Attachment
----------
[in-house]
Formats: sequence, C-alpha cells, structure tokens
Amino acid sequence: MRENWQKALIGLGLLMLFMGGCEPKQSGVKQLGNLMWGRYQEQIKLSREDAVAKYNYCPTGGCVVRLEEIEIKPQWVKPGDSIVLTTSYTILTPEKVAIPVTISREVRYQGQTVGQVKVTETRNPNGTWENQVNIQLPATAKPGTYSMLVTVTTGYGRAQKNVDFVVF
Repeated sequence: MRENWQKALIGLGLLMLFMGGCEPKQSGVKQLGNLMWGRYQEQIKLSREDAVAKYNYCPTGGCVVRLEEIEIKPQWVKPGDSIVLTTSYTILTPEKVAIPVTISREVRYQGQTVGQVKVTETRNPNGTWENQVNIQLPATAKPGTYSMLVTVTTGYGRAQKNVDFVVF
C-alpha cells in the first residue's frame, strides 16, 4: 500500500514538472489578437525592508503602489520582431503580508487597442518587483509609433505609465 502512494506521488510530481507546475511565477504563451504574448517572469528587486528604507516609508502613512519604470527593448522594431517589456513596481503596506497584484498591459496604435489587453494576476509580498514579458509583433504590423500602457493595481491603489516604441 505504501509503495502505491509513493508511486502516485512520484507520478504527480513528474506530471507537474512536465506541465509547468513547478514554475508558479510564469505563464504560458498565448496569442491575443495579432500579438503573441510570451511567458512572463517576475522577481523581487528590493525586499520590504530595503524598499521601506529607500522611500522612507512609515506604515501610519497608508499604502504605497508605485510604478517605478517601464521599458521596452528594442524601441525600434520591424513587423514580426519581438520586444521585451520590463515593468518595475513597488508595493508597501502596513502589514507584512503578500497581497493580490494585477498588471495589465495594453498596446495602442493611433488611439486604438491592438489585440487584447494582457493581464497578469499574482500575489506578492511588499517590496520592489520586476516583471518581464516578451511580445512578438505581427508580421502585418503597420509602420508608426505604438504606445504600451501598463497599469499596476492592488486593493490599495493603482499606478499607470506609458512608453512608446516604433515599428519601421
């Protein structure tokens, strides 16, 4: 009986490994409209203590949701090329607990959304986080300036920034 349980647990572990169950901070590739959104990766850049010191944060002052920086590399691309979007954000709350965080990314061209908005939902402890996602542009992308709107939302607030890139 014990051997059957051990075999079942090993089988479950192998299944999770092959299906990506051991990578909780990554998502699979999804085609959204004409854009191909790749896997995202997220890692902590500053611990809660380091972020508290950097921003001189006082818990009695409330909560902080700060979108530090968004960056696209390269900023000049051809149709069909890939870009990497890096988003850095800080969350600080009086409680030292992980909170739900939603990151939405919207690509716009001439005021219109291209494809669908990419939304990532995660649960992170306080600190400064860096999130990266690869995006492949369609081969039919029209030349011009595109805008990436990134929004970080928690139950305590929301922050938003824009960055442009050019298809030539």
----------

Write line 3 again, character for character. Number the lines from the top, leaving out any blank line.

Amino acid sequence: MRENWQKALIGLGLLMLFMGGCEPKQSGVKQLGNLMWGRYQEQIKLSREDAVAKYNYCPTGGCVVRLEEIEIKPQWVKPGDSIVLTTSYTILTPEKVAIPVTISREVRYQGQTVGQVKVTETRNPNGTWENQVNIQLPATAKPGTYSMLVTVTTGYGRAQKNVDFVVF